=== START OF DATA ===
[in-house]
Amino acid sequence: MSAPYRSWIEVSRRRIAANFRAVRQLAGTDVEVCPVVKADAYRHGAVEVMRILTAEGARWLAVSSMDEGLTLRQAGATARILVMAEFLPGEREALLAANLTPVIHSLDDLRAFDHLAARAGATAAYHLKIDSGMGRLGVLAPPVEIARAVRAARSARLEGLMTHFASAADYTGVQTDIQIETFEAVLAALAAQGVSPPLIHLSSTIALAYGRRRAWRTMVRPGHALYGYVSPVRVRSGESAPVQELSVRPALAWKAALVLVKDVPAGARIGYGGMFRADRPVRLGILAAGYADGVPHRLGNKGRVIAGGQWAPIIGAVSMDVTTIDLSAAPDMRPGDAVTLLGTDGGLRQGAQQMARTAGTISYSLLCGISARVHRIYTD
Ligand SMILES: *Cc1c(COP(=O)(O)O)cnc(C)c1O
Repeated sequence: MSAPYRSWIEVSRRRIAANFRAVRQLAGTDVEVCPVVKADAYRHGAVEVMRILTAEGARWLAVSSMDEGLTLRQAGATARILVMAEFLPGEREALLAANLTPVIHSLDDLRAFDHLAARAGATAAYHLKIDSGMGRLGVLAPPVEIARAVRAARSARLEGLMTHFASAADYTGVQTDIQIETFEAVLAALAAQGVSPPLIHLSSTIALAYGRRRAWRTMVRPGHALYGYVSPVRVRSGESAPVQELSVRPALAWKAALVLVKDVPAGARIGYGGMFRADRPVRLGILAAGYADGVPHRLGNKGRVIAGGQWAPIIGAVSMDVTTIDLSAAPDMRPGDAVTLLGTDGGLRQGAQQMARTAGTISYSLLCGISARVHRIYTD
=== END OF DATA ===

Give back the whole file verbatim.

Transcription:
[in-house]
Amino acid sequence: MSAPYRSWIEVSRRRIAANFRAVRQLAGTDVEVCPVVKADAYRHGAVEVMRILTAEGARWLAVSSMDEGLTLRQAGATARILVMAEFLPGEREALLAANLTPVIHSLDDLRAFDHLAARAGATAAYHLKIDSGMGRLGVLAPPVEIARAVRAARSARLEGLMTHFASAADYTGVQTDIQIETFEAVLAALAAQGVSPPLIHLSSTIALAYGRRRAWRTMVRPGHALYGYVSPVRVRSGESAPVQELSVRPALAWKAALVLVKDVPAGARIGYGGMFRADRPVRLGILAAGYADGVPHRLGNKGRVIAGGQWAPIIGAVSMDVTTIDLSAAPDMRPGDAVTLLGTDGGLRQGAQQMARTAGTISYSLLCGISARVHRIYTD
Ligand SMILES: *Cc1c(COP(=O)(O)O)cnc(C)c1O
Repeated sequence: MSAPYRSWIEVSRRRIAANFRAVRQLAGTDVEVCPVVKADAYRHGAVEVMRILTAEGARWLAVSSMDEGLTLRQAGATARILVMAEFLPGEREALLAANLTPVIHSLDDLRAFDHLAARAGATAAYHLKIDSGMGRLGVLAPPVEIARAVRAARSARLEGLMTHFASAADYTGVQTDIQIETFEAVLAALAAQGVSPPLIHLSSTIALAYGRRRAWRTMVRPGHALYGYVSPVRVRSGESAPVQELSVRPALAWKAALVLVKDVPAGARIGYGGMFRADRPVRLGILAAGYADGVPHRLGNKGRVIAGGQWAPIIGAVSMDVTTIDLSAAPDMRPGDAVTLLGTDGGLRQGAQQMARTAGTISYSLLCGISARVHRIYTD